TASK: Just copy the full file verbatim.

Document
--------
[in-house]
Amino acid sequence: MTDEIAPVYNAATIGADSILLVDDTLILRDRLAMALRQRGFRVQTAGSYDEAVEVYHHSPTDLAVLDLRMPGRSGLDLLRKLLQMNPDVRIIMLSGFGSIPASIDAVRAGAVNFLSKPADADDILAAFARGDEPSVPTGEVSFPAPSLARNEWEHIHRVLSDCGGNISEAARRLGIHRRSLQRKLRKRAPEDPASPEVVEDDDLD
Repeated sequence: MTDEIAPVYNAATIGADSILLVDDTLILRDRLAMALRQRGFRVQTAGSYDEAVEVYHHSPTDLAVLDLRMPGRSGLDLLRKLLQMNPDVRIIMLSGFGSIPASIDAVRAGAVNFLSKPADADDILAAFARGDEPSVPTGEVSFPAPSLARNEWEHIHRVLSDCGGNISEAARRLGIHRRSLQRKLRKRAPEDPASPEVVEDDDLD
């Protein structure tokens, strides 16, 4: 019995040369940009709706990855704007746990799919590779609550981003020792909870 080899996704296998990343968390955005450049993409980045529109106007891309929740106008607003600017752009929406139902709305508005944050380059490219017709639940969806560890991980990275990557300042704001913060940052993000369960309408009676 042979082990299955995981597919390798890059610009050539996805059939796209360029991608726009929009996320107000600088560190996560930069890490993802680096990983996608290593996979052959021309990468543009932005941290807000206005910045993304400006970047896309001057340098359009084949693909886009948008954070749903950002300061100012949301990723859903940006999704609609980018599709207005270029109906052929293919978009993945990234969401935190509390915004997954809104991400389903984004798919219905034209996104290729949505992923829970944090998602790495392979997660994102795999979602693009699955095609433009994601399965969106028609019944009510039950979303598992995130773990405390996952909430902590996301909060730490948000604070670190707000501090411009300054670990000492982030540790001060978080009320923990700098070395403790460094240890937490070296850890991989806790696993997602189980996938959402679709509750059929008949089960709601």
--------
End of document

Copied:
[in-house]
Amino acid sequence: MTDEIAPVYNAATIGADSILLVDDTLILRDRLAMALRQRGFRVQTAGSYDEAVEVYHHSPTDLAVLDLRMPGRSGLDLLRKLLQMNPDVRIIMLSGFGSIPASIDAVRAGAVNFLSKPADADDILAAFARGDEPSVPTGEVSFPAPSLARNEWEHIHRVLSDCGGNISEAARRLGIHRRSLQRKLRKRAPEDPASPEVVEDDDLD
Repeated sequence: MTDEIAPVYNAATIGADSILLVDDTLILRDRLAMALRQRGFRVQTAGSYDEAVEVYHHSPTDLAVLDLRMPGRSGLDLLRKLLQMNPDVRIIMLSGFGSIPASIDAVRAGAVNFLSKPADADDILAAFARGDEPSVPTGEVSFPAPSLARNEWEHIHRVLSDCGGNISEAARRLGIHRRSLQRKLRKRAPEDPASPEVVEDDDLD
């Protein structure tokens, strides 16, 4: 019995040369940009709706990855704007746990799919590779609550981003020792909870 080899996704296998990343968390955005450049993409980045529109106007891309929740106008607003600017752009929406139902709305508005944050380059490219017709639940969806560890991980990275990557300042704001913060940052993000369960309408009676 042979082990299955995981597919390798890059610009050539996805059939796209360029991608726009929009996320107000600088560190996560930069890490993802680096990983996608290593996979052959021309990468543009932005941290807000206005910045993304400006970047896309001057340098359009084949693909886009948008954070749903950002300061100012949301990723859903940006999704609609980018599709207005270029109906052929293919978009993945990234969401935190509390915004997954809104991400389903984004798919219905034209996104290729949505992923829970944090998602790495392979997660994102795999979602693009699955095609433009994601399965969106028609019944009510039950979303598992995130773990405390996952909430902590996301909060730490948000604070670190707000501090411009300054670990000492982030540790001060978080009320923990700098070395403790460094240890937490070296850890991989806790696993997602189980996938959402679709509750059929008949089960709601």